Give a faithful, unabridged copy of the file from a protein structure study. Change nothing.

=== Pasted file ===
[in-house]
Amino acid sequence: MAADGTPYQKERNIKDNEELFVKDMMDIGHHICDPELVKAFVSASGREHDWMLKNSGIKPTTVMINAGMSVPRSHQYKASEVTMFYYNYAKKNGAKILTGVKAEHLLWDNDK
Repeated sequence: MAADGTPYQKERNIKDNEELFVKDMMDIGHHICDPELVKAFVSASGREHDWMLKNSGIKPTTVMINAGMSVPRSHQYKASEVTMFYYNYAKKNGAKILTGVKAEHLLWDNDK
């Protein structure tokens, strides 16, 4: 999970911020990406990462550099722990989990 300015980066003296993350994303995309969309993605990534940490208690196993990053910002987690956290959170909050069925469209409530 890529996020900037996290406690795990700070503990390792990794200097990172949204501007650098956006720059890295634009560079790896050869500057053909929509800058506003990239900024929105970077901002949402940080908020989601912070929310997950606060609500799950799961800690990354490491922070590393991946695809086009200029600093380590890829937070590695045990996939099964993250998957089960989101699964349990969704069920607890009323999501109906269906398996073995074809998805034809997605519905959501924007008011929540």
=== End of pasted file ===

[in-house]
Amino acid sequence: MAADGTPYQKERNIKDNEELFVKDMMDIGHHICDPELVKAFVSASGREHDWMLKNSGIKPTTVMINAGMSVPRSHQYKASEVTMFYYNYAKKNGAKILTGVKAEHLLWDNDK
Repeated sequence: MAADGTPYQKERNIKDNEELFVKDMMDIGHHICDPELVKAFVSASGREHDWMLKNSGIKPTTVMINAGMSVPRSHQYKASEVTMFYYNYAKKNGAKILTGVKAEHLLWDNDK
């Protein structure tokens, strides 16, 4: 999970911020990406990462550099722990989990 300015980066003296993350994303995309969309993605990534940490208690196993990053910002987690956290959170909050069925469209409530 890529996020900037996290406690795990700070503990390792990794200097990172949204501007650098956006720059890295634009560079790896050869500057053909929509800058506003990239900024929105970077901002949402940080908020989601912070929310997950606060609500799950799961800690990354490491922070590393991946695809086009200029600093380590890829937070590695045990996939099964993250998957089960989101699964349990969704069920607890009323999501109906269906398996073995074809998805034809997605519905959501924007008011929540």